Tender Morsels is a dark and vivid story, set in two worlds and worrying at the border between them. Liga lives modestly in her own personal heaven, a world given to her in exchange for her earthly life. Her two daughters grow up in this soft place, protected from the violence that once harmed their mother. But the real world cannot be denied forever—magicked men and wild bears break down the borders of Liga’s refuge. Now, having known Heaven, how will these three women survive in a world where beauty and brutality lie side by side?
From the Hardcover edition.
Share your thoughts on the Tender Morsels Childrens Fiction eBook with others!
|Title of eBook: Tender Morsels|
|Release Date: 10-14-2008|
|Allowed Countries (hover)|
|Publisher: Random House Children's Books|
This eBook download is available in the following formats:
|Parent title||Tender Morsels|
|Devices||Samsung Tablet, Apple Ipad & Iphone, Barnes & Noble Nook, Kobo eReader, Aluratek Libre, Iliad, Nokia, Blackberry, Hanlin|
|Note||ePub, short for electronic publication is one of our favorites and should be yours for a couple of reasons. ePub offers reflowable text giving you flexibility to manipulate how the content is presented. Moreover, lots of cool features are now being developed for the reader like advanced video and audio. ePub is now an industry standard, so all of the "non-propreitary" hardware manufacturers are now supporting it.|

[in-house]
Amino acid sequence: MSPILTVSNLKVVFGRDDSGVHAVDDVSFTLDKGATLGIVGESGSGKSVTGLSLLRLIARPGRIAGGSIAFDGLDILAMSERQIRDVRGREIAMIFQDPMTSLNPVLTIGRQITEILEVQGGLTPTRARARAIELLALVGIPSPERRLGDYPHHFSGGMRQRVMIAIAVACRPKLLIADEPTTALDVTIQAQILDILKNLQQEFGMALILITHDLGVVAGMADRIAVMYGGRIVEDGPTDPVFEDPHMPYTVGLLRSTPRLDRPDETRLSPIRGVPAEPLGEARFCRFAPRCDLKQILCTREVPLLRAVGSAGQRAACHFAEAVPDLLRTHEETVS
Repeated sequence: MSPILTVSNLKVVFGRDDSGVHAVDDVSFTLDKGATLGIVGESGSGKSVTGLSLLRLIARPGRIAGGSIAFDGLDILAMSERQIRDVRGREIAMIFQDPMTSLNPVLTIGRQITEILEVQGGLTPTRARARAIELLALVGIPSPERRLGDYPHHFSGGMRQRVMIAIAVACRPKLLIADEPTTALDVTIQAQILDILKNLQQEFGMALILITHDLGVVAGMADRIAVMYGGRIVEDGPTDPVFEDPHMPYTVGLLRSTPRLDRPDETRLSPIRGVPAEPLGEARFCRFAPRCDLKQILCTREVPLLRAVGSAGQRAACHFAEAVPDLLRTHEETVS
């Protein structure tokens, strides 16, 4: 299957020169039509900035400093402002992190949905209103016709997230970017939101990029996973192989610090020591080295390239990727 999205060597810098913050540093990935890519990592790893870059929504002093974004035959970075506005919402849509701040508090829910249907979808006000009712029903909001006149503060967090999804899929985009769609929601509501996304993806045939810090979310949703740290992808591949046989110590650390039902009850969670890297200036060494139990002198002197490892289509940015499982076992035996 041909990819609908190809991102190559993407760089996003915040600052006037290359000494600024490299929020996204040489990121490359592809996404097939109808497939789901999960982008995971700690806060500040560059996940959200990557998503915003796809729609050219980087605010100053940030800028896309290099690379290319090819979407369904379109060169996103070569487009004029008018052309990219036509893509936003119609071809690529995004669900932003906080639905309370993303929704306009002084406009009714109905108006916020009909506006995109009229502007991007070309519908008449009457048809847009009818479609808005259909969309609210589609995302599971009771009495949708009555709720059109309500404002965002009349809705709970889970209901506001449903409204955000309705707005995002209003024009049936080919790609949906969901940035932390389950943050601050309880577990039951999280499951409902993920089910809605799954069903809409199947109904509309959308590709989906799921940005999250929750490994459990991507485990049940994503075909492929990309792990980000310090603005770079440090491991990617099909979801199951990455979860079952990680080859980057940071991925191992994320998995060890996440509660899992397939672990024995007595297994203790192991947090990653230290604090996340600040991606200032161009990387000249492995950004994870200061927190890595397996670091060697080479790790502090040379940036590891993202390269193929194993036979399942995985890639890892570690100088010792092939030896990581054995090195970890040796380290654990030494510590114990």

Liga’s father fiddled with the fire, fiddled and fiddled. Then he stood up, very suddenly.
“I will fetch more wood.”
What’s he angry about? Liga wondered. Or worried, or something. He is being very odd.
Snow-light rushed in, chilling the house. Then he clamped the door closed and it was cozy again, cozy and empty of him. Liga took a deep private breath then blew it out, slowly. Just these few moments would be her own.
But her next breath caught rough in her throat. She opened her eyes. Gray smoke was cauliflowering out of the fireplace, fogging the air. The smell! What unnamable rubbish had fallen in the fire?
She coughed so hard she must put aside the rush mat she was binding the edge of and give her whole body over to the coughing. Then pain caught her, low, and folded her just like a rush-stalk, it felt, in a line across her belly, crushing her innards. She could hardly get breath to cough. Sparks that were not from the fire jiggled and swam in her eyes—she could not see the fire for the smoke. She could not believe what she was feeling.
The pain eased just as abruptly. It let her get up. It gave her a moment to stagger to the door and open it, her insides dangerous, liquid, hot with surprise and readying to spasm again.
Her father was halfway back from the woodpile, his arms full. He bared his teeth at her, no less. “What you doing out?” White puffs came with the words. “Get back inside. Who said you could come out?”
“I cannot breathe in there.” The cold air dived down her throat and she coughed again.
“Then go in and don’t breathe! Shut the d